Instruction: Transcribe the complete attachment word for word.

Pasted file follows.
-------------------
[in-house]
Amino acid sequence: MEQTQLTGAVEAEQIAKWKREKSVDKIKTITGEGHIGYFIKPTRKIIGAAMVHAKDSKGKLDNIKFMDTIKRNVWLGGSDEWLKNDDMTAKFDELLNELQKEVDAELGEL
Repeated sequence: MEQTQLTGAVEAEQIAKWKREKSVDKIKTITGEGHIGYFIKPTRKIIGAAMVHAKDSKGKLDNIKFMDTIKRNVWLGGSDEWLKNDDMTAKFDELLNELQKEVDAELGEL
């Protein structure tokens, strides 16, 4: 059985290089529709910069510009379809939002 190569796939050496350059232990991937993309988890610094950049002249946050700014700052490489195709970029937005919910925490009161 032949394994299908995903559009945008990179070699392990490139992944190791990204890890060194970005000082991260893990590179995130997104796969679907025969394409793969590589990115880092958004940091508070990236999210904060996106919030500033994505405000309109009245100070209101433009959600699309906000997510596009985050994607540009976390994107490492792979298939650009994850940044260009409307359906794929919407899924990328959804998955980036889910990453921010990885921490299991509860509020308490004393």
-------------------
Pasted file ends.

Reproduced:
[in-house]
Amino acid sequence: MEQTQLTGAVEAEQIAKWKREKSVDKIKTITGEGHIGYFIKPTRKIIGAAMVHAKDSKGKLDNIKFMDTIKRNVWLGGSDEWLKNDDMTAKFDELLNELQKEVDAELGEL
Repeated sequence: MEQTQLTGAVEAEQIAKWKREKSVDKIKTITGEGHIGYFIKPTRKIIGAAMVHAKDSKGKLDNIKFMDTIKRNVWLGGSDEWLKNDDMTAKFDELLNELQKEVDAELGEL
């Protein structure tokens, strides 16, 4: 059985290089529709910069510009379809939002 190569796939050496350059232990991937993309988890610094950049002249946050700014700052490489195709970029937005919910925490009161 032949394994299908995903559009945008990179070699392990490139992944190791990204890890060194970005000082991260893990590179995130997104796969679907025969394409793969590589990115880092958004940091508070990236999210904060996106919030500033994505405000309109009245100070209101433009959600699309906000997510596009985050994607540009976390994107490492792979298939650009994850940044260009409307359906794929919407899924990328959804998955980036889910990453921010990885921490299991509860509020308490004393």